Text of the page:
Which Type of Guitar Buyer Are You?

February 28, 2020 3 min read

Which Type of Guitar Buyer Are You?

It sounds painfully obvious to say it, but if you’re a Thalia fan, then you’re a fan of guitars. 

And you probably own a few of them, too. 

As we all know, the right number of guitars to own is always one more than you currently have. Yes, there are individuals that have a monogamous relationship with one instrument. But we’re betting that the majority of readers have a couple of six strings on the go at any given time.

We all like to buy guitars. However, not all guitar buyers are alike. In our experience, there are three kinds of guitar buyer out there. And, there are pros and cons to each approach.    

The Kid in the Candy Store

When you’re a kid in a candy store, you want to sample everything that the guitar market has to offer. Whether it’s a semi-hollow, double neck, baritone or baroque guitar, you need it in your collection. 

The major upside to being a Kid in a Candy Store is that you end up with lots of guitars. But, buying guitars as often as you do means making some compromises. If you’re a six-string slinger who wants a bit of everything, there’s a ceiling on the amount you can spend per instrument. Yes, you have the most guitars, but they’re not always the best guitars.

You’ve also got the headache of justifying each additional guitar purchase to your spouse. We understand why the Les Paul with the P90s is different from the Les Paul with Humbuckers that you already own. Unfortunately, they probably don’t…

 

The Endless Swapper

The Endless Swapper shares some characteristics with the Kid in the Candy Store, but they differ in one key respect. The Endless Swapper purchases instruments at about the same rate as the KITCS, perhaps even faster. However, while the KITCS is a hoarder of all things strung, the Endless Swapper is often done with an instrument almost as soon as they’ve bought it.

The advantage to this approach is that the Endless Swapper is rarely lacking in capital. Indeed, if they’re a savvy shopper, they’re often making a profit on their purchases and using that to fund the next instrument. As a result, they buy better guitars than the KITCS, while still getting to sample a wide range of gear.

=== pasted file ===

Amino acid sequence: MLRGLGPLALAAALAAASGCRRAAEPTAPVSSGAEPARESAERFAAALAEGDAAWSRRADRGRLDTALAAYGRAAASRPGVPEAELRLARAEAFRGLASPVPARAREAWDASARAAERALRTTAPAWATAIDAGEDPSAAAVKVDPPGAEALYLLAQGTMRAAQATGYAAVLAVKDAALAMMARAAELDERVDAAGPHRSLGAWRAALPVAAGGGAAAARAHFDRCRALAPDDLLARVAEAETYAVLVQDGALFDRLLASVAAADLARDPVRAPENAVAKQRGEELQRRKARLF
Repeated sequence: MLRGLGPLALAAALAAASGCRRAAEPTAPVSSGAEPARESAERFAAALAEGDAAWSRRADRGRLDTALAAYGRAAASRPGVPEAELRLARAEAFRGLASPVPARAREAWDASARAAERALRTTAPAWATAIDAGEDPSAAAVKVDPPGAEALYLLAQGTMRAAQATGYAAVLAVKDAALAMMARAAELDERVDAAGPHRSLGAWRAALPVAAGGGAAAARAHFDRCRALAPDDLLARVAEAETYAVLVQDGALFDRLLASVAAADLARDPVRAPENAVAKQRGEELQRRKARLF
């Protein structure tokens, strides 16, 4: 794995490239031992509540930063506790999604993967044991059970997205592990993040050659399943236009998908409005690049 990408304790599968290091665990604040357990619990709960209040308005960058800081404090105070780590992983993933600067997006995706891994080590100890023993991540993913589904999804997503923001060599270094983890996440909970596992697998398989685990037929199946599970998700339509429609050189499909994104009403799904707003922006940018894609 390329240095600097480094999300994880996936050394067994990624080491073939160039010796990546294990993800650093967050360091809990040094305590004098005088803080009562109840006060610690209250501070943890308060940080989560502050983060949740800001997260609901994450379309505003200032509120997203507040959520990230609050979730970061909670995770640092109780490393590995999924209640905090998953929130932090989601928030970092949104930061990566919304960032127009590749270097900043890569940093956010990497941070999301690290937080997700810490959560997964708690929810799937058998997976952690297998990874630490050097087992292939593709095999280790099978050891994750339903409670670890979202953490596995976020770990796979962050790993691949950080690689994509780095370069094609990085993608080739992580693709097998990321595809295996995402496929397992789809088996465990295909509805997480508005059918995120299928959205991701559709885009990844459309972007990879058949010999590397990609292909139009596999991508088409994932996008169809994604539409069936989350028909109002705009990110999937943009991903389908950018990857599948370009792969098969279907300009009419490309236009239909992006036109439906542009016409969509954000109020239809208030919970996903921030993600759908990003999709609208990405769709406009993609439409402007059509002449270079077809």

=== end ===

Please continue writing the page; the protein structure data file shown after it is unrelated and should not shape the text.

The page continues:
And the downside? The Endless Swapper is almost never satisfied. They’re constantly searching for the next guitar revelation, but rarely content with the instrument they end up with. Even worse, they’re prone to seller’s remorse. You often don’t realise you’ve got a good thing until it’s gone, and the Endless Swapper is guilty of selling on axes they really shouldn’t have. 

The Big Spender

Unlike the Kid in the Candy Store or the Endless Swapper, Big Spenders don’t buy guitars very often. But when they do, they do it in style.

Big Spenders favour the finer things in life; custom shop models, custom builds and vintage icons. And, they’re not afraid to splash the cash on them either. Their thinking is, “why buy a Porsche every year when I can have a Ferrari every ten?”

The biggest plus to being a Big Spender is that you end up with some seriously nice guitars. You only play the crème de la crème; the instruments in your collection are the envy of many a guitar player out there.

On the flip side, though; you don’t get very many of them. Variety is the spice of life after all, and the Big Spender never samples the range of guitars that the KITCS or ES does. Also, when you’re a Big Spender, every guitar purchase is a serious decision. Spur of the moment purchases, impulse buys and serendipitous pawn shop finds are few and far between for the Big Spender, who has to agonise over the pros and cons of each buy. When you’re spending big money, it’s not just a guitar; it’s an investment.

Which type of guitar buyer are you? And are there any other types we didn’t mention in this post. As always, share your stories in the comments.   



Also in Fingerboard Stories

What is the One Gig You Wish You’d Seen?
What is the One Gig You Wish You’d Seen?

October 28, 2021 2 min read

Then there are those artists that I can still see live today, but wish I had witnessed in their imperial phase. To have seen the Stones in ’69 or ’72, supporting the releases of landmark albums like Let it Bleed and Exile on Main Street would be nothing short of exhilarating. Or to catch Dylan in the turbulent mid-1960s, on the cusp of electrifying his sound and completely changing the game.
Master of Puppets: Revisiting Metallica’s Masterpiece
Master of Puppets: Revisiting Metallica’s Masterpiece

October 21, 2021 3 min read

“When I saw two kids who worked there in London wearing T-shirts of a local San Francisco band, I knew I was onto something. When I heard their record, I knew they were the one band that could sell to both mainstream and underground metal audiences.”
The Story Behind Willie Nelson’s “Trigger” Guitar
The Story Behind Willie Nelson’s “Trigger” Guitar

October 15, 2021 3 min read

In the early days of his career, Willie Nelson went through a variety of guitars. Nelson was signed to RCA records, and that meant that plenty of guitar manufacturers were lining up to gift him instruments to test. Willie started out on Fenders, experimenting with Telecasters, Jaguars and Jazzmasters, before switching to Gibsons. Then, in 1969, the Baldwin Company offered Nelson one of their 800C Classical Acoustic-Electrics, complete with a Prismatone pickup and amp.